Giri et al, (2011) recorded that mangrove forests occupy approximately less than 14 million ha. Spalding et al, (2010) indicated 35% of the original forest cover has been degraded. According to IUCN, (2020), Half of the World's mangrove forest which covers an area of 32 million hectares has been deforested. Hamilton and Casey (2016) recorded that the rate of loss of mangrove slowdown in most of the areas since 1980 but they remained significant. However, most countries still had an annual loss rate of up to 3.1% yearly. The continent that suffered a major net loss of greater than 1.9 million hectares at the regional level was Asia. The North, Central America, and Africa significantly contributed to the decline of mangrove area at the global level with a loss of about 690 000 and 510 000 ha (FAO, 2008).

In the Africa continent, Mangrove forests cover over 3.2 million ha, accounting for about 19% of the world mangrove forest coverage area (Ajonina et al, 2008). Mangroves forest in Africa grows in countries that are found along the east and west coasts, from South Africa to Egypt on the east and from Angola to Mauritania on the west. Seventy percent of Africa's mangroves are found within five countries: Madagascar, Guinea, Cameroon, Mozambique, and Nigeria. Mangrove in the Eastern side of Africa is in Mozambique, Tanzania, Kenya, and Somalia with the majority found in northern Tanzania and southern Kenya. Tanzania had the highest tidal amplitudes of 3.2 meters, and Kenya had 3.5 meters and Mozambique had 5.6 meters (Spalding et al, 1997).

Mangroves have well developed an aerial rooting system that helps in the exchange of gases, provides support in the muddy sediments, and absorption of nutrients by the tree (Alongi, 2009). Mangrove use salt excretion glands to eliminate the absorption of salt at the root level and removal of extra salt at the leaves level by cuticular transpiration. Another mechanism is by accumulating the salt in leaf cells or by shedding the leaves (Alongi, 2009). Mangroves depend on seedling propagation for forest sustainability and maintenance of biodiversity (Feller and Sitnik, 1996).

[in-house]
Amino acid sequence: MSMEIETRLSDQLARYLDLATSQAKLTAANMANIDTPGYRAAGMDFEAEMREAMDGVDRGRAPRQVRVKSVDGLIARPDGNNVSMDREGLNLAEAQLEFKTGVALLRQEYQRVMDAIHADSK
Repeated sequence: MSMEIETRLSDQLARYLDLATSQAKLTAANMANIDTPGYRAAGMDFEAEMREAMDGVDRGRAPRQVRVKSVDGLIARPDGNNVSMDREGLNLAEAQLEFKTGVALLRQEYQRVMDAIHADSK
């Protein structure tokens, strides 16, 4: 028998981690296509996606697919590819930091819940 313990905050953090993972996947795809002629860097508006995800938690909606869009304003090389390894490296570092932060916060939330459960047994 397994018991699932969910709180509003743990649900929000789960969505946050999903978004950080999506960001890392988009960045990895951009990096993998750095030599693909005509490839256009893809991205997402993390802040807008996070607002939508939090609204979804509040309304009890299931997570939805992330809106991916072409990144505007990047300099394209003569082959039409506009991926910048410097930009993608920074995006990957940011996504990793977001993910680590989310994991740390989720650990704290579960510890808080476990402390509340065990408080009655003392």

Mangroves have two reproductive strategies: hydrochory and vivipary (Feller and Sitnik, 1996). Hydrochory is when the mangrove seeds, fruits, and propagules are dispersed by water. The water waves and tides carry away the mangrove diaspore to some distance from the point of origin. Vivipary is a process where the propagule embryo starts germinating while still attached to the parent tree (Elmqvist and Cox, 1996). Mangroves depend on propagules and seeds for natural regeneration. Predation of propagules before and after dispersion is very common (Clarke and Kerrigan, 2002). The most common predation of the mangrove is by snails, decapods, insects, monkeys, and fish (Dahdouh- Guebas et al, 1998). Seeds and seedling predation hinder the natural establishment of seedlings (Amarsinghe and Vidanage, 2007).

Mangrove forest cover in Kenya was estimated at 50,000-60,000 hectares (FAO, 2016) representing a decline of almost one-fifth since 1985. Global warming which results to rise in temperature in the past years causing an increase in sea levels threatens the growth of the mangrove. In Kenya, most of the people living along the coastline rely on mangrove forests for building poles and firewood (Thomas, 2017). According to (Bosire, 2014) the year between 1992 and 2009, Tudor lost 86.9% of the mangrove forest while Mwache lost 45.4% which marked the highest degradation rate of 5.1 and 2.7% per annum, respectively.

Mida creek has the highest hectares of Mangrove in Malindi, with an average area of 1600 ha (Wairungu et al, 2009). Mida creek lost 8.8 ha of mangrove forest between 1969 and 2010 (Alemayehu, 2014). The destruction of the mangrove ecosystem has always led to the loss of ecosystem services like fish habitat and coastal protection, which has serious impacts on livelihoods for local communities (Alemayehu et al, 2014). Eight species of mangroves are found in Mida Creek, and the distribution depends on the salt concentration gradients, dissolved oxygen, soil’s pH, and depth of the water table. Avicennia marina grows in sandy soils, Rhizophora mucronata in muddy soils, Ceriops tagal grows in dry areas, Bruguiera gymnorrhiza in areas that are wet with sediment deposition, and Lumnitzera racemosa and Xylocarpus granatum grows in the landward peripheral, indicating the change to brackish water (Chapman, 1977). Sonneratia alba is a pioneer species growing on open seas, with Heritiera littoralis and Bruguiera gymnorrhiza often found behind it.